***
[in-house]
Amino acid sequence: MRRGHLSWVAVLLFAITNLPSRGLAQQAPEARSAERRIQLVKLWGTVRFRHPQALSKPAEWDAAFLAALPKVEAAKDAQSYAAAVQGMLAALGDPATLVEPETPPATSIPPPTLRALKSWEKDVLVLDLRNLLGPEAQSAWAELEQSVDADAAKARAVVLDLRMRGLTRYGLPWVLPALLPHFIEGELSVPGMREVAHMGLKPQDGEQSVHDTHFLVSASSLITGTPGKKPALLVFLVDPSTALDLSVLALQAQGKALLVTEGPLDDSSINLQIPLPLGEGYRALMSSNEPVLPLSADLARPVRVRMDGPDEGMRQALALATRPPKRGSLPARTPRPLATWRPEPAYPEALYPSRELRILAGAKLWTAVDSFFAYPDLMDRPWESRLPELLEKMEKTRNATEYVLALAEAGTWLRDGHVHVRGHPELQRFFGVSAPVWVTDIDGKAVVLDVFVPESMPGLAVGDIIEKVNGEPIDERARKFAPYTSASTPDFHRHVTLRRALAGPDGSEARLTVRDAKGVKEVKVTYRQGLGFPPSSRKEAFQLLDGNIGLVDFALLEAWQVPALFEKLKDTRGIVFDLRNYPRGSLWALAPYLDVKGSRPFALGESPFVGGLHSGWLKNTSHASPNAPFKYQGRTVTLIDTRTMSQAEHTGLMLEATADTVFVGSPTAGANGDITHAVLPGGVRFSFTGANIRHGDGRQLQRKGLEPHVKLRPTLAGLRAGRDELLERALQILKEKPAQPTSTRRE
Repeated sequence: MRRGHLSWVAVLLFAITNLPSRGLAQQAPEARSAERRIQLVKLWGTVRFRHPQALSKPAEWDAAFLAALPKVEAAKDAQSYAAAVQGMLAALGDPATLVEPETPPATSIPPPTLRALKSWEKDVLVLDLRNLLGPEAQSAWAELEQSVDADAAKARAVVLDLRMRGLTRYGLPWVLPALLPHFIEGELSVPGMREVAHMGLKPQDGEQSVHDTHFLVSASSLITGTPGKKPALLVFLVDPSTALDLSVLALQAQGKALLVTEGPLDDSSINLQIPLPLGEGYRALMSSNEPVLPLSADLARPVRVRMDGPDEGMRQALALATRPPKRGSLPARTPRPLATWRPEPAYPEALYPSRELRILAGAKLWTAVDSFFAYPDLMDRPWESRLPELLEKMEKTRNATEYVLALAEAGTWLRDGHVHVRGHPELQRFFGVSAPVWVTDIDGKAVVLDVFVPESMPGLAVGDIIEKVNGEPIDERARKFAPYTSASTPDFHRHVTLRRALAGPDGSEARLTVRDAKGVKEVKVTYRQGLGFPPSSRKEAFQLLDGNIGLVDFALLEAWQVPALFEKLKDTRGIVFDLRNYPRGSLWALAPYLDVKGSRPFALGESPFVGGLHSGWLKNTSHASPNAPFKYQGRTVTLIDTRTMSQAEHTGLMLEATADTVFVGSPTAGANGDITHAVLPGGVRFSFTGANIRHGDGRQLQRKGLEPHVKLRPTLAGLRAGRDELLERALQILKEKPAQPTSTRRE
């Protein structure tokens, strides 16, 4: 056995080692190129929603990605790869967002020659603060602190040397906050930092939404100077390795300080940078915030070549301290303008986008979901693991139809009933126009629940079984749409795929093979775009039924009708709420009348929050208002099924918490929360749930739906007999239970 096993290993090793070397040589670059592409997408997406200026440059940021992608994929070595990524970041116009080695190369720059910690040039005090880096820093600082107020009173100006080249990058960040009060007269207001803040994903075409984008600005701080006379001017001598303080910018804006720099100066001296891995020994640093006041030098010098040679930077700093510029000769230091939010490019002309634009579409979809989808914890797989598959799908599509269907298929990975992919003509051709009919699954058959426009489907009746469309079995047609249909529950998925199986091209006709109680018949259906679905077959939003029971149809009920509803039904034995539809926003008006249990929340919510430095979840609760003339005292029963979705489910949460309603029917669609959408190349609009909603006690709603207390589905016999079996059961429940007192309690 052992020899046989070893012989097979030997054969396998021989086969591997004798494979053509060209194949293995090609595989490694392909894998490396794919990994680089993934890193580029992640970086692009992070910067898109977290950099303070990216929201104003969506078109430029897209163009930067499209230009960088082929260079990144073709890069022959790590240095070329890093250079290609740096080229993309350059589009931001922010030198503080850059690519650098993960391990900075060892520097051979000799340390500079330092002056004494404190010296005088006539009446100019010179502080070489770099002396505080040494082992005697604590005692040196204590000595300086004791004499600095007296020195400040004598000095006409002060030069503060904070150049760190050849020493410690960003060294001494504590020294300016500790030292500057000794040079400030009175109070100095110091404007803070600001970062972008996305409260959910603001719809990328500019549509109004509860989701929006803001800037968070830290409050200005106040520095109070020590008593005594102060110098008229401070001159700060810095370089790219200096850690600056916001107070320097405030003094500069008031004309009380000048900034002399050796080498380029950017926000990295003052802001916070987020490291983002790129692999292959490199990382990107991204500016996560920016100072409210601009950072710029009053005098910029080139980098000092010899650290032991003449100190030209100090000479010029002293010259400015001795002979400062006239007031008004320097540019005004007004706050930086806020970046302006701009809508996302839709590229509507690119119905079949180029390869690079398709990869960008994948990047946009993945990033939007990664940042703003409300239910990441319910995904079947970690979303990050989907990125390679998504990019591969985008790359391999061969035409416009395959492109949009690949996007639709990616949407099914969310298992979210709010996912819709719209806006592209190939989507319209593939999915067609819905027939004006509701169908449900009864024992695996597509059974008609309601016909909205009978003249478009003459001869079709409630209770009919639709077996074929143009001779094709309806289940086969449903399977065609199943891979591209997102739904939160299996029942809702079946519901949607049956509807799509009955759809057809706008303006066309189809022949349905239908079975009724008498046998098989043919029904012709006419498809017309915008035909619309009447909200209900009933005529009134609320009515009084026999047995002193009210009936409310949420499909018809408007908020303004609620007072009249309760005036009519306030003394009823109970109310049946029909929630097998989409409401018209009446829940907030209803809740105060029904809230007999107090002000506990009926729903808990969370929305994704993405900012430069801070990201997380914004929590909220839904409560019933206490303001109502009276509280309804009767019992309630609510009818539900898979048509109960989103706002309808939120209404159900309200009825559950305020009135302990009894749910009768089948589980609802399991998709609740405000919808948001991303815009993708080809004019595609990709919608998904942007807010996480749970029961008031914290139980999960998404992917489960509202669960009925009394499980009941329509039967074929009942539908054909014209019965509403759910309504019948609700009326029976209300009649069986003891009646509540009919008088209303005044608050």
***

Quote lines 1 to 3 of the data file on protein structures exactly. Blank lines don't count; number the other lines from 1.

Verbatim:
[in-house]
Amino acid sequence: MRRGHLSWVAVLLFAITNLPSRGLAQQAPEARSAERRIQLVKLWGTVRFRHPQALSKPAEWDAAFLAALPKVEAAKDAQSYAAAVQGMLAALGDPATLVEPETPPATSIPPPTLRALKSWEKDVLVLDLRNLLGPEAQSAWAELEQSVDADAAKARAVVLDLRMRGLTRYGLPWVLPALLPHFIEGELSVPGMREVAHMGLKPQDGEQSVHDTHFLVSASSLITGTPGKKPALLVFLVDPSTALDLSVLALQAQGKALLVTEGPLDDSSINLQIPLPLGEGYRALMSSNEPVLPLSADLARPVRVRMDGPDEGMRQALALATRPPKRGSLPARTPRPLATWRPEPAYPEALYPSRELRILAGAKLWTAVDSFFAYPDLMDRPWESRLPELLEKMEKTRNATEYVLALAEAGTWLRDGHVHVRGHPELQRFFGVSAPVWVTDIDGKAVVLDVFVPESMPGLAVGDIIEKVNGEPIDERARKFAPYTSASTPDFHRHVTLRRALAGPDGSEARLTVRDAKGVKEVKVTYRQGLGFPPSSRKEAFQLLDGNIGLVDFALLEAWQVPALFEKLKDTRGIVFDLRNYPRGSLWALAPYLDVKGSRPFALGESPFVGGLHSGWLKNTSHASPNAPFKYQGRTVTLIDTRTMSQAEHTGLMLEATADTVFVGSPTAGANGDITHAVLPGGVRFSFTGANIRHGDGRQLQRKGLEPHVKLRPTLAGLRAGRDELLERALQILKEKPAQPTSTRRE
Repeated sequence: MRRGHLSWVAVLLFAITNLPSRGLAQQAPEARSAERRIQLVKLWGTVRFRHPQALSKPAEWDAAFLAALPKVEAAKDAQSYAAAVQGMLAALGDPATLVEPETPPATSIPPPTLRALKSWEKDVLVLDLRNLLGPEAQSAWAELEQSVDADAAKARAVVLDLRMRGLTRYGLPWVLPALLPHFIEGELSVPGMREVAHMGLKPQDGEQSVHDTHFLVSASSLITGTPGKKPALLVFLVDPSTALDLSVLALQAQGKALLVTEGPLDDSSINLQIPLPLGEGYRALMSSNEPVLPLSADLARPVRVRMDGPDEGMRQALALATRPPKRGSLPARTPRPLATWRPEPAYPEALYPSRELRILAGAKLWTAVDSFFAYPDLMDRPWESRLPELLEKMEKTRNATEYVLALAEAGTWLRDGHVHVRGHPELQRFFGVSAPVWVTDIDGKAVVLDVFVPESMPGLAVGDIIEKVNGEPIDERARKFAPYTSASTPDFHRHVTLRRALAGPDGSEARLTVRDAKGVKEVKVTYRQGLGFPPSSRKEAFQLLDGNIGLVDFALLEAWQVPALFEKLKDTRGIVFDLRNYPRGSLWALAPYLDVKGSRPFALGESPFVGGLHSGWLKNTSHASPNAPFKYQGRTVTLIDTRTMSQAEHTGLMLEATADTVFVGSPTAGANGDITHAVLPGGVRFSFTGANIRHGDGRQLQRKGLEPHVKLRPTLAGLRAGRDELLERALQILKEKPAQPTSTRRE